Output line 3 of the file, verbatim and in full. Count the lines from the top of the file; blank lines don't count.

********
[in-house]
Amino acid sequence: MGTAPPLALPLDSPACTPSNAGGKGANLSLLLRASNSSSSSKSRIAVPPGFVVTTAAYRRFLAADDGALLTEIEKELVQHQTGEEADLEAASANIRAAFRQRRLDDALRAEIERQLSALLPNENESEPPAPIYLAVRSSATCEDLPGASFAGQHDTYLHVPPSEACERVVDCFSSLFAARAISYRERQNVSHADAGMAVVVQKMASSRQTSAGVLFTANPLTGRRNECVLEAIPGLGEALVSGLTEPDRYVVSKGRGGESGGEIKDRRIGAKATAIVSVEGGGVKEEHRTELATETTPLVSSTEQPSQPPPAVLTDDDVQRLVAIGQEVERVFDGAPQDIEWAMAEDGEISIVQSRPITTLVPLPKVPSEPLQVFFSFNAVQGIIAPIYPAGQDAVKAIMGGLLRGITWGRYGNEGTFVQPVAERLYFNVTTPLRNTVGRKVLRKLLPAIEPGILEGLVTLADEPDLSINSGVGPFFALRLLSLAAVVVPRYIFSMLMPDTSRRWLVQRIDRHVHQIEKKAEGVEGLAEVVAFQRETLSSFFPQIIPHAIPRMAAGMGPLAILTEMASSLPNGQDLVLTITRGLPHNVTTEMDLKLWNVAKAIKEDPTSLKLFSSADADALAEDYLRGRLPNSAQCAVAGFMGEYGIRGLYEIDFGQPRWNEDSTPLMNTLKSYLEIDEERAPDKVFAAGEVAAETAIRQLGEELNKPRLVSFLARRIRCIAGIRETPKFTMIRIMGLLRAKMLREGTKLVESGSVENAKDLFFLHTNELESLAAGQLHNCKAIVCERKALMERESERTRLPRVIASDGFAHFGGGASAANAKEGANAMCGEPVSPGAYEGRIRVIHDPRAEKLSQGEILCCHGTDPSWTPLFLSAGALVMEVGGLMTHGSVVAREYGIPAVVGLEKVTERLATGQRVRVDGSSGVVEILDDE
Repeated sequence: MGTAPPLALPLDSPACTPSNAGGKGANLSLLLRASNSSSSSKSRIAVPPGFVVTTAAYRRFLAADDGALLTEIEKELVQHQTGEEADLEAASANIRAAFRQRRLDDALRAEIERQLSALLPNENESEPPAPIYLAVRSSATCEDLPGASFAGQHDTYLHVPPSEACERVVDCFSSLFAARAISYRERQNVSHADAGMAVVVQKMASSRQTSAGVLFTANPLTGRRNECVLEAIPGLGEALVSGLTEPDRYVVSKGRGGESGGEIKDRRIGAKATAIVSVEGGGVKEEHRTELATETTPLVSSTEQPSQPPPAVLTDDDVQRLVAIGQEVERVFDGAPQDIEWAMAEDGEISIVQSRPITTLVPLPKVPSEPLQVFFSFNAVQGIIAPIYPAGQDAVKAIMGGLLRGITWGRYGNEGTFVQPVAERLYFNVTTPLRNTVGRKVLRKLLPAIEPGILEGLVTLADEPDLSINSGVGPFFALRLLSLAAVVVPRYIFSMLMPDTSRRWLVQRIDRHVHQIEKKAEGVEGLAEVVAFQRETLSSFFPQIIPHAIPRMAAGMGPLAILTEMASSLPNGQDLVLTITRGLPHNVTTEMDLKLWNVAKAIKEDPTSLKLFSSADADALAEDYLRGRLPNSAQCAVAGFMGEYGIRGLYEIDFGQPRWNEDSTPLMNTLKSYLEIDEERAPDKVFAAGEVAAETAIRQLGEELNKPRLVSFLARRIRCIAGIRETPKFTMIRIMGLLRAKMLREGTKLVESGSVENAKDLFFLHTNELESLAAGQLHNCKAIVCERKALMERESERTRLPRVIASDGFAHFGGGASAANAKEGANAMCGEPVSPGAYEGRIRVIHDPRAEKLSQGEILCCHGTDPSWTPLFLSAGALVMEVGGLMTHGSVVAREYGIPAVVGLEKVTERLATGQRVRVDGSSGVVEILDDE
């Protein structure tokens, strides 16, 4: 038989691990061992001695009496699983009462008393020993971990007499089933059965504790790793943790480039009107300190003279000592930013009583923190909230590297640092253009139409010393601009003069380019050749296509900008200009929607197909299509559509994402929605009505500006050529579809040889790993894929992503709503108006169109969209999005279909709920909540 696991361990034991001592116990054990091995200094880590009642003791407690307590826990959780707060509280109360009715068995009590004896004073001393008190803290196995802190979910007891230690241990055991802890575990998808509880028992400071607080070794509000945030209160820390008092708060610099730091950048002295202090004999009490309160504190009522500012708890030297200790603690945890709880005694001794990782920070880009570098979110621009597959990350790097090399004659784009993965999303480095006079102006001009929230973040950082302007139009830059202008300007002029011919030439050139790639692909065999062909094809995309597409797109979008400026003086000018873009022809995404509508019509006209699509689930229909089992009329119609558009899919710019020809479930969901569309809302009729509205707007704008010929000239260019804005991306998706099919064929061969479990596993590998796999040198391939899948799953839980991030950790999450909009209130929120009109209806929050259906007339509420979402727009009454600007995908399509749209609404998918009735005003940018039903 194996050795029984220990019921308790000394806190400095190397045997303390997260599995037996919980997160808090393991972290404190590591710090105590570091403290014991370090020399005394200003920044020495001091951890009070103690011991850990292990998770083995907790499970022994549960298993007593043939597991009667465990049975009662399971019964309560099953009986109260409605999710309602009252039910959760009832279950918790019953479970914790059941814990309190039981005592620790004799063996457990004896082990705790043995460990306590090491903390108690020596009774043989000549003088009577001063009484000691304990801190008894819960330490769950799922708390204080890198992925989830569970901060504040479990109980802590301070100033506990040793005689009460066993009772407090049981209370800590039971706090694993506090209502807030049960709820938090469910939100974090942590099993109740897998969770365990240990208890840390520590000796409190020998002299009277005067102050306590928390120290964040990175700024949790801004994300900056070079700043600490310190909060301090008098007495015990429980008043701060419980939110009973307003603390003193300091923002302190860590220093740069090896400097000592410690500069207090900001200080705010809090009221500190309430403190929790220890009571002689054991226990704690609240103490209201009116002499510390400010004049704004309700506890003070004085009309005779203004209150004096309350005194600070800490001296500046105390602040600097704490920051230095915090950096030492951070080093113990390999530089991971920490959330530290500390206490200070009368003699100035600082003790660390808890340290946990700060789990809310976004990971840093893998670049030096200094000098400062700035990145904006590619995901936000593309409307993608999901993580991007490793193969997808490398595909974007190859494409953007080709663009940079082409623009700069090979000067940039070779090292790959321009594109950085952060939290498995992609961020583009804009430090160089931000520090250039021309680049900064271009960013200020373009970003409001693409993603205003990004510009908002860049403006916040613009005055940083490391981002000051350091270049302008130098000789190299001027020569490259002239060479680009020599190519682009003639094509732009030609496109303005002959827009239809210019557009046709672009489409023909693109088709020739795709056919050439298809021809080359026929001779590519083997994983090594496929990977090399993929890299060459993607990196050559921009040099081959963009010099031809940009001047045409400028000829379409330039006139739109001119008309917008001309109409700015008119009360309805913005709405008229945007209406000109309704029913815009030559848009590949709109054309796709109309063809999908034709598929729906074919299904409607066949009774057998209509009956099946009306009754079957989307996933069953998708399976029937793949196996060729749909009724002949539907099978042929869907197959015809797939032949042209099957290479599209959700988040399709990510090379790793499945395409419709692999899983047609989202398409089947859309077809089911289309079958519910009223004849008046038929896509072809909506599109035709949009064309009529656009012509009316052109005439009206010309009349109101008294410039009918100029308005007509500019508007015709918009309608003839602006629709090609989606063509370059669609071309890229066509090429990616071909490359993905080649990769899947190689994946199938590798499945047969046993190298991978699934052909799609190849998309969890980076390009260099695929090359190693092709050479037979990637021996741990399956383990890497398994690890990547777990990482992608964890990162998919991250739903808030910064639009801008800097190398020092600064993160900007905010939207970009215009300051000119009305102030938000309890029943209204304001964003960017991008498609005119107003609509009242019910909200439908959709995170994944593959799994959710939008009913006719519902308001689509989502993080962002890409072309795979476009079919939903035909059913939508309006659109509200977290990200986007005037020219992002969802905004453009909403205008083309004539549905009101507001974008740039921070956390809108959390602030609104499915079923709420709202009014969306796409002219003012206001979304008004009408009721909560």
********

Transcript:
Repeated sequence: MGTAPPLALPLDSPACTPSNAGGKGANLSLLLRASNSSSSSKSRIAVPPGFVVTTAAYRRFLAADDGALLTEIEKELVQHQTGEEADLEAASANIRAAFRQRRLDDALRAEIERQLSALLPNENESEPPAPIYLAVRSSATCEDLPGASFAGQHDTYLHVPPSEACERVVDCFSSLFAARAISYRERQNVSHADAGMAVVVQKMASSRQTSAGVLFTANPLTGRRNECVLEAIPGLGEALVSGLTEPDRYVVSKGRGGESGGEIKDRRIGAKATAIVSVEGGGVKEEHRTELATETTPLVSSTEQPSQPPPAVLTDDDVQRLVAIGQEVERVFDGAPQDIEWAMAEDGEISIVQSRPITTLVPLPKVPSEPLQVFFSFNAVQGIIAPIYPAGQDAVKAIMGGLLRGITWGRYGNEGTFVQPVAERLYFNVTTPLRNTVGRKVLRKLLPAIEPGILEGLVTLADEPDLSINSGVGPFFALRLLSLAAVVVPRYIFSMLMPDTSRRWLVQRIDRHVHQIEKKAEGVEGLAEVVAFQRETLSSFFPQIIPHAIPRMAAGMGPLAILTEMASSLPNGQDLVLTITRGLPHNVTTEMDLKLWNVAKAIKEDPTSLKLFSSADADALAEDYLRGRLPNSAQCAVAGFMGEYGIRGLYEIDFGQPRWNEDSTPLMNTLKSYLEIDEERAPDKVFAAGEVAAETAIRQLGEELNKPRLVSFLARRIRCIAGIRETPKFTMIRIMGLLRAKMLREGTKLVESGSVENAKDLFFLHTNELESLAAGQLHNCKAIVCERKALMERESERTRLPRVIASDGFAHFGGGASAANAKEGANAMCGEPVSPGAYEGRIRVIHDPRAEKLSQGEILCCHGTDPSWTPLFLSAGALVMEVGGLMTHGSVVAREYGIPAVVGLEKVTERLATGQRVRVDGSSGVVEILDDE